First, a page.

KK: I think Baltar ends up regretting just about every decision he makes at some point, to one degree or another. That's what happens when a person's stated intentions don't match their true intentions. The trouble with the Centurion is that it could really come back to hurt him— literally. I will say this: I don't think the Centurion has much respect for Baltar. And that sort of contempt for your "creator" can't bode well for Baltar…

bsg2016gm03covbwoodsBB: Decades ago, there was the argument that Battlestar Galactica was the "poor man's Star Wars". Both have gone on to popularity in quite different ways, of course, but if you were simultaneously writing a comic about each franchise how would your approach differ for each of these sci-fi giants? 

KK: In all honesty, I'm not a huge fan of Star Wars. Some great characters and concepts— iconic at this point— but it's a fantasy story in a science-fiction setting— which simply isn't something I gravitate toward— while Battlestar is a war story in a science-fiction setting. Battlestar is much more rooted in the here and now than Star Wars— it certainly reflects our reality much more directly. Star Wars is about quests, Battlestar is about missions. Star Wars is about good and evil, Battlestar is about gray areas. Both have strong spiritual elements— but in Star Wars those elements are far more central, while in Battlestar they are simply another facet of the culture, and are open to different interpretations— again, much more like the world we live in now. I'm not sure how I would handle a Star Wars assignment, but I doubt I have to worry about it. There are plenty of extremely talented people who would be in line in front of me.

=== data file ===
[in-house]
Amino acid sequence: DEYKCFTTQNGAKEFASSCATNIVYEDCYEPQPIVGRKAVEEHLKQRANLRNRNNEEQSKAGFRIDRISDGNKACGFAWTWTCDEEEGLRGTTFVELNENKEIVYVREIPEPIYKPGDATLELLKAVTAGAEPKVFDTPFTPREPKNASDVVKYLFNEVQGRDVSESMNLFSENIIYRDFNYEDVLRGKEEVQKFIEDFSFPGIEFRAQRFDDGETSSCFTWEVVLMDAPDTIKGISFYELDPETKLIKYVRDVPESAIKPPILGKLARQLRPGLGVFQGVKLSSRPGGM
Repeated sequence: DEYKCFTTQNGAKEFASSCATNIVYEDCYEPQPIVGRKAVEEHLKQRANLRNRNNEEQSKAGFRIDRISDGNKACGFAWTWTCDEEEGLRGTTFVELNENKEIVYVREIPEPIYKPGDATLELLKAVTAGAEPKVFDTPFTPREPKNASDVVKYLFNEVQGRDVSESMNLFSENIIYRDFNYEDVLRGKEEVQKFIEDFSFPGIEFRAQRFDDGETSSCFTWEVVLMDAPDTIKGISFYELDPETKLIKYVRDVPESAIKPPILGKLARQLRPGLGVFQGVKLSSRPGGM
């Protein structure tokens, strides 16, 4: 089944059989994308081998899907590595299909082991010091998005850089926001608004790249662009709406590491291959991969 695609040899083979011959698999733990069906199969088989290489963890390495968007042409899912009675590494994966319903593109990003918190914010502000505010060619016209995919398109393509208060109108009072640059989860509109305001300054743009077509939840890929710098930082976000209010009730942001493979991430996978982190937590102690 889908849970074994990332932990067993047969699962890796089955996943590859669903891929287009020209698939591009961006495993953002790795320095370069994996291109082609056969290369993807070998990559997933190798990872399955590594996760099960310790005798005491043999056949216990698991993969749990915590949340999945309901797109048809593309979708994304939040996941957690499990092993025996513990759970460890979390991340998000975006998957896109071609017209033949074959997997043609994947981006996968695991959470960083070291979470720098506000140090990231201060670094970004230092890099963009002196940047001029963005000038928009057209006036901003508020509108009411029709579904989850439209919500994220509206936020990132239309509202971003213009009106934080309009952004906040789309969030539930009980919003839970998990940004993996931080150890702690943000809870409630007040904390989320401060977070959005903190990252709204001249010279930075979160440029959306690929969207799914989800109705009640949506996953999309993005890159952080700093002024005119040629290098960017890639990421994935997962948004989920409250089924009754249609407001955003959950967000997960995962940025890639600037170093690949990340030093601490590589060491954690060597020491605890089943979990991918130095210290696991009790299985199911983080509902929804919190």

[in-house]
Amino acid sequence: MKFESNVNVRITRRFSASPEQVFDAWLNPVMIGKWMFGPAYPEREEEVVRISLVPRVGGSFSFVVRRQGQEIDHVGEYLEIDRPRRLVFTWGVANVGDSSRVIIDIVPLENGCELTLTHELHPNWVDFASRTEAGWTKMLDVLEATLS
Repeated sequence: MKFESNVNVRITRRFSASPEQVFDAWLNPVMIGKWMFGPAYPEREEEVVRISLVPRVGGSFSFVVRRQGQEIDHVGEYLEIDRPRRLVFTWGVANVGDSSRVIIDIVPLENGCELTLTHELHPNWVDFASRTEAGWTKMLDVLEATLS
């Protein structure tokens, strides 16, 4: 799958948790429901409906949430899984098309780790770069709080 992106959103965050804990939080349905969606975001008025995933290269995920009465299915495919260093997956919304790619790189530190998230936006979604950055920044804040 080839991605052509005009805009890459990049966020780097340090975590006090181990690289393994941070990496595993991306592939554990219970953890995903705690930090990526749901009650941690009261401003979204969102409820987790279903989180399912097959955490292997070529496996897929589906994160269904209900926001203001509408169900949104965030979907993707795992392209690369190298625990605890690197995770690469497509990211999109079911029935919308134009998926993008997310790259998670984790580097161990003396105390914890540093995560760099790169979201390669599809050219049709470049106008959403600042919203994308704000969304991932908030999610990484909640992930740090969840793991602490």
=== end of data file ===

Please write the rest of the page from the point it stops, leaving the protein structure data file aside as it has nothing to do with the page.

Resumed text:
BB: How has it been working with artist Alec Morgan? He has certainly been hitting it out of the park, from what I have seen. Has there been any part of this series where you needed to send Alec reference material? Did he design the Centurion, and if so did you collaborate with him?

KK: Alec has been a joy to work with. His work is always stunning. I don't believe I've needed to supply him with any reference, and he came up with the rebuilt Centurion's design himself. I'm particularly impressed with how he came up with characters who evoke the actors on the show, without necessarily looking like them— essential, since we (unfortunately) don't have likeness rights. Lemons into Lemonade!

BB: Can you give us an unspoilery hint as to where Gods and Monsters is headed past issue #3? 

KK: Nothing gets easier. Things get worse. And yes: the Cylons will attack. I don't think it'll surprise anyone to hear that Baltar's Centurion doesn't survive. The question is: when he goes down whose side is he on? To find out, stay tuned…

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About Dan Wickline

Has quietly been working at Bleeding Cool for over three years. He has written comics for Image, Top Cow, Shadowline, Avatar, IDW, Dynamite, Moonstone, Humanoids and Zenescope. He is the author of the Lucius Fogg series of novels and a published photographer.